Mr Vacuum aims to clean up the town!

NRHNBE120109b4, Vacuum cleaner shop, Market street Heanor. Owner James brown with collection of antique cleaners.
NRHNBE120109b4, Vacuum cleaner shop, Market street Heanor. Owner James brown with collection of antique cleaners.
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VACUUM cleaner fan James Brown says: “I just like them.”

He adds: “There’s no definitive reason. There’s just an attraction there.

NRHNBE120109b5, Vacuum cleaner shop, Market street Heanor. Owner James brown with collection of antique cleaners.

NRHNBE120109b5, Vacuum cleaner shop, Market street Heanor. Owner James brown with collection of antique cleaners.

“I like vacuuming as well, but I don’t use a lot of my collection – especially as they get older.

“I might switch them on while I’m showing someone, but I don’t clean the house with them. If you wear out the original parts, you can’t replace them.”

His museum now boasts around 170 models, but James also keeps a private collection of 50 Kirby models at home. The oldest model in his collection is a Hoover 700, made in 1926, but one machine still eludes him, he says.

“I had a Spinney 800 when I was about ten, but it got to the point where I was running out of space. I shared my room with my brother at the time. I had to get rid of it and I’ve never been able to find a replacement.”

NRHNBE120109b3, Vacuum cleaner shop, Market street Heanor. Owner James brown with a 1956 kirby model 516.

NRHNBE120109b3, Vacuum cleaner shop, Market street Heanor. Owner James brown with a 1956 kirby model 516.

James got his first machine when he was eight.

He said: “Within a year we went to the Cattle Market in Nottingham and bought a second one with my pocket money for about £3. When that broke, I went and got a third. It started from there.”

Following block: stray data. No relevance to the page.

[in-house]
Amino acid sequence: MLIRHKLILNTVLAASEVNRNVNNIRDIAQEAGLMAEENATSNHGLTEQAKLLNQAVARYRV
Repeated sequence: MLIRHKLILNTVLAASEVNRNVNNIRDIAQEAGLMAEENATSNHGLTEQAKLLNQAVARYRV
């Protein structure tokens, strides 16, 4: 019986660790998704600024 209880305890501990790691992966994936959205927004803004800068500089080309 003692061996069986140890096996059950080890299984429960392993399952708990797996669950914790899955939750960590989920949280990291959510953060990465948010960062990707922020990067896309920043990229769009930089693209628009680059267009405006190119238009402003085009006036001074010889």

James has received a grant from The Prince’s Trust to set up the shop and museum.

He estimates he has spent between £30,000 to £50,000 on vacuum cleaners over the years, sourcing them from house clear-outs, second-hand shops and eBay. He maintains, that while pre-Second world War vacuum cleaners were a luxury item and would routinely cost £30 or £40 in a time when a car would sell for £100, modern vacuum cleaners aren’t built to last.

Discussing changing styles through the years, James said: “The design hasn’t changed that much to be honest. In the late ‘60s designers started to include a cloth bag, but bagless machines have been around since the vacuum cleaner came out.”

James, 32, opened a shop and museum in January, 2010, but decided to move from Eastwood to take advantage of cheaper rent after his brother bought the building. He gained a qualification in mechanical and electrical engineering, but taught himself to repair the appliances after collecting tips from fellow enthusiasts.

The world’s media swiftly got wind of his unusual enterprise, and since then James has fielded interviews with reporters from Dubai, Australia and America, featuring on the US news channel CNN. He has also contributed to debates about European rulings on the wattage of domestic appliances.

“Most people have memories of vacuum cleaners when growing up or older people when starting out with their new lives when setting up a new home,” said James, welcoming everyone to view his collection for free in the new premises at 23 Market Street, Heanor.

For more information call 01773 712 777.